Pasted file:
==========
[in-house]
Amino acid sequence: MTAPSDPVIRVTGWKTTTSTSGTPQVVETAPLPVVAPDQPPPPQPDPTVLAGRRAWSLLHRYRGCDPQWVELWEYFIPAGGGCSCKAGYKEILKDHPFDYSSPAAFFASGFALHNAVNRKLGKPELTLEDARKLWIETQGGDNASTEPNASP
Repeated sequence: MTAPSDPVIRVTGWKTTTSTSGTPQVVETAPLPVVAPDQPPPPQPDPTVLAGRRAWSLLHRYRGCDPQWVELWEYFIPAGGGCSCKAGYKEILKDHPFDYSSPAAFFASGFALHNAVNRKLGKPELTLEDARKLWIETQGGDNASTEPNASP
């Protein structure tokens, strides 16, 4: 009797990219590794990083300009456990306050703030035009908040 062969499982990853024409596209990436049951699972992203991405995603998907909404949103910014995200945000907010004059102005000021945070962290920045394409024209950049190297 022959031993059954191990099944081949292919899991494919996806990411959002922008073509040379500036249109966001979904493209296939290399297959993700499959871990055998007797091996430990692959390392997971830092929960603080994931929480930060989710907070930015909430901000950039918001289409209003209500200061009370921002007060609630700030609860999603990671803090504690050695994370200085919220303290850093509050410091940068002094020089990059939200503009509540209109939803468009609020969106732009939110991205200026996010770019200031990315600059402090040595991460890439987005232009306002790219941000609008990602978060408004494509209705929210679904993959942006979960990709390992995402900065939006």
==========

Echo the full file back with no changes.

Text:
[in-house]
Amino acid sequence: MTAPSDPVIRVTGWKTTTSTSGTPQVVETAPLPVVAPDQPPPPQPDPTVLAGRRAWSLLHRYRGCDPQWVELWEYFIPAGGGCSCKAGYKEILKDHPFDYSSPAAFFASGFALHNAVNRKLGKPELTLEDARKLWIETQGGDNASTEPNASP
Repeated sequence: MTAPSDPVIRVTGWKTTTSTSGTPQVVETAPLPVVAPDQPPPPQPDPTVLAGRRAWSLLHRYRGCDPQWVELWEYFIPAGGGCSCKAGYKEILKDHPFDYSSPAAFFASGFALHNAVNRKLGKPELTLEDARKLWIETQGGDNASTEPNASP
């Protein structure tokens, strides 16, 4: 009797990219590794990083300009456990306050703030035009908040 062969499982990853024409596209990436049951699972992203991405995603998907909404949103910014995200945000907010004059102005000021945070962290920045394409024209950049190297 022959031993059954191990099944081949292919899991494919996806990411959002922008073509040379500036249109966001979904493209296939290399297959993700499959871990055998007797091996430990692959390392997971830092929960603080994931929480930060989710907070930015909430901000950039918001289409209003209500200061009370921002007060609630700030609860999603990671803090504690050695994370200085919220303290850093509050410091940068002094020089990059939200503009509540209109939803468009609020969106732009939110991205200026996010770019200031990315600059402090040595991460890439987005232009306002790219941000609008990602978060408004494509209705929210679904993959942006979960990709390992995402900065939006």